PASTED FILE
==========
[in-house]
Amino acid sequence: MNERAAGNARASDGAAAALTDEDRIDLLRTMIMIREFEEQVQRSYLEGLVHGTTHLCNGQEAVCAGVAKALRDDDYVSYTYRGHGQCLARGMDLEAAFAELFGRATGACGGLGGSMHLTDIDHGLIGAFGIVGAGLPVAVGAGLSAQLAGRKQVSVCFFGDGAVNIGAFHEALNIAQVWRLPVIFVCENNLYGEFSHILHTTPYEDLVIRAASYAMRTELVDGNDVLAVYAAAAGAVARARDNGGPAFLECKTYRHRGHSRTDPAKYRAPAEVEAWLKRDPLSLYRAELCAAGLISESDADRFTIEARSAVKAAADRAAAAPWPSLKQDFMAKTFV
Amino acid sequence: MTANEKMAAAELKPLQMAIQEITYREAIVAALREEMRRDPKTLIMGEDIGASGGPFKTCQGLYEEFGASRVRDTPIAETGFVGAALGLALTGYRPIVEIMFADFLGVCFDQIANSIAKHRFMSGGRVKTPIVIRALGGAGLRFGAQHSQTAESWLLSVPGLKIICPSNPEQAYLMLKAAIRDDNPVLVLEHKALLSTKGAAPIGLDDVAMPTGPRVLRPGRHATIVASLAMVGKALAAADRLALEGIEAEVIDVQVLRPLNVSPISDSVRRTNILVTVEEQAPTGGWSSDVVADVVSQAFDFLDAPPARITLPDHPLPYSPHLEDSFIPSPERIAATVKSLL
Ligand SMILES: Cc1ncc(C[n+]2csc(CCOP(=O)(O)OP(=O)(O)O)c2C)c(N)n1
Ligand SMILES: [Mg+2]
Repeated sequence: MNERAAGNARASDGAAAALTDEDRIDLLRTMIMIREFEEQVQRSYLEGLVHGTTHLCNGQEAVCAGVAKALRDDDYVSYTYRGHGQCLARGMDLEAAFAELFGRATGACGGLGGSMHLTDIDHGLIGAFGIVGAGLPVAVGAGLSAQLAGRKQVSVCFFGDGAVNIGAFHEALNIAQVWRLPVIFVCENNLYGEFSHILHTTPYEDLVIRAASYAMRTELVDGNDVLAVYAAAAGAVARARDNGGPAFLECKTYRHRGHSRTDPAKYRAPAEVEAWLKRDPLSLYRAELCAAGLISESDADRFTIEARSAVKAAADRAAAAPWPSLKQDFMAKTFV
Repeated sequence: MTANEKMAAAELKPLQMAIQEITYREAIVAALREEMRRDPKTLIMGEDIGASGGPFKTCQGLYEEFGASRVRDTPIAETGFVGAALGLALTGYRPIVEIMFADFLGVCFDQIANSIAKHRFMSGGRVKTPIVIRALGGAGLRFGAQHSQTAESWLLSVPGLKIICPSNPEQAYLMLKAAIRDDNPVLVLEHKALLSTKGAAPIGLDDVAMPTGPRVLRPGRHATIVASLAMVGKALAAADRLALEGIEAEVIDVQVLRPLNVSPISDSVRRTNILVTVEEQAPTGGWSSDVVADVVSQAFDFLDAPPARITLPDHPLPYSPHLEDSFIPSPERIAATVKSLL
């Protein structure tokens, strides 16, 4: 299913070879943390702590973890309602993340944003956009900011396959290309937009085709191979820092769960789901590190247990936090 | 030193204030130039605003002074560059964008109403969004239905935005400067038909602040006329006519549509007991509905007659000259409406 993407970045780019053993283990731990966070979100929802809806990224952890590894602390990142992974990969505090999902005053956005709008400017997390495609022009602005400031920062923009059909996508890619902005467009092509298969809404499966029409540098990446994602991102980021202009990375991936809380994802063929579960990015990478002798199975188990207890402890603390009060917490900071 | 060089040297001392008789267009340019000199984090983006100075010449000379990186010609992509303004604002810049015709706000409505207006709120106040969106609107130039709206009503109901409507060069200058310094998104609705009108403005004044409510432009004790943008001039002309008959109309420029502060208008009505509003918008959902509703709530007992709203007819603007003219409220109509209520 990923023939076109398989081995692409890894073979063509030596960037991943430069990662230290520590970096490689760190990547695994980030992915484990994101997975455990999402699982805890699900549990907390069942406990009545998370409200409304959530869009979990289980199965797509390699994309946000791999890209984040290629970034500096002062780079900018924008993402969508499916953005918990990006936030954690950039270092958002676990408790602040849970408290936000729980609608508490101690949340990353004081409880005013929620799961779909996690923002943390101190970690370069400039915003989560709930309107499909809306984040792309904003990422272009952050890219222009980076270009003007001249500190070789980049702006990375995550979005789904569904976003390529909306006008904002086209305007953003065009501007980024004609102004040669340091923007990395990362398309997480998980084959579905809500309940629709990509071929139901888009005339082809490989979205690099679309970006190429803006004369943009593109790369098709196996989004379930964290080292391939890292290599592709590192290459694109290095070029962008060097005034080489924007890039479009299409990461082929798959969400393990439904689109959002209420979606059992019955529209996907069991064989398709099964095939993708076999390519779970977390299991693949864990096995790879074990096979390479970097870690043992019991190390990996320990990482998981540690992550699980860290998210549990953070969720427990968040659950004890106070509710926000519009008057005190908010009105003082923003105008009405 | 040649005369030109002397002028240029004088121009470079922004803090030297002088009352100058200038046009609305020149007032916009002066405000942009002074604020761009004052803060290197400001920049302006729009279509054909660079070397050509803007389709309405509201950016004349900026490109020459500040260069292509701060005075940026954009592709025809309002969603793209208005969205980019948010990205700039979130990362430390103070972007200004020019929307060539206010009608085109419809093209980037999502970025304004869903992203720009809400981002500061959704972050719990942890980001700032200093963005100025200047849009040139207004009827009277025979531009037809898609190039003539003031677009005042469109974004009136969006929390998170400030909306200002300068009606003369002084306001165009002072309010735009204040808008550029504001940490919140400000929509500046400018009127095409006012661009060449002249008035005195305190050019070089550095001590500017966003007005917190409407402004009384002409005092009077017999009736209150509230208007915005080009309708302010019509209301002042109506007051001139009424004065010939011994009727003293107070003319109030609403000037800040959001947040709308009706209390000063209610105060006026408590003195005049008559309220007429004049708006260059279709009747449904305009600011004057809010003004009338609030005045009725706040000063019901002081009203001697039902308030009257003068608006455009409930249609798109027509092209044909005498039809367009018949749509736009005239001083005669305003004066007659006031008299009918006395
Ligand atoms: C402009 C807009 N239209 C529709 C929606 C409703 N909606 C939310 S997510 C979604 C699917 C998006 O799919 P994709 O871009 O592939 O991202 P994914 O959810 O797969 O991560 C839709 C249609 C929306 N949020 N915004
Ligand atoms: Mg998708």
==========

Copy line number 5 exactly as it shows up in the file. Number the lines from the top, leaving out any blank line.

Ligand SMILES: [Mg+2]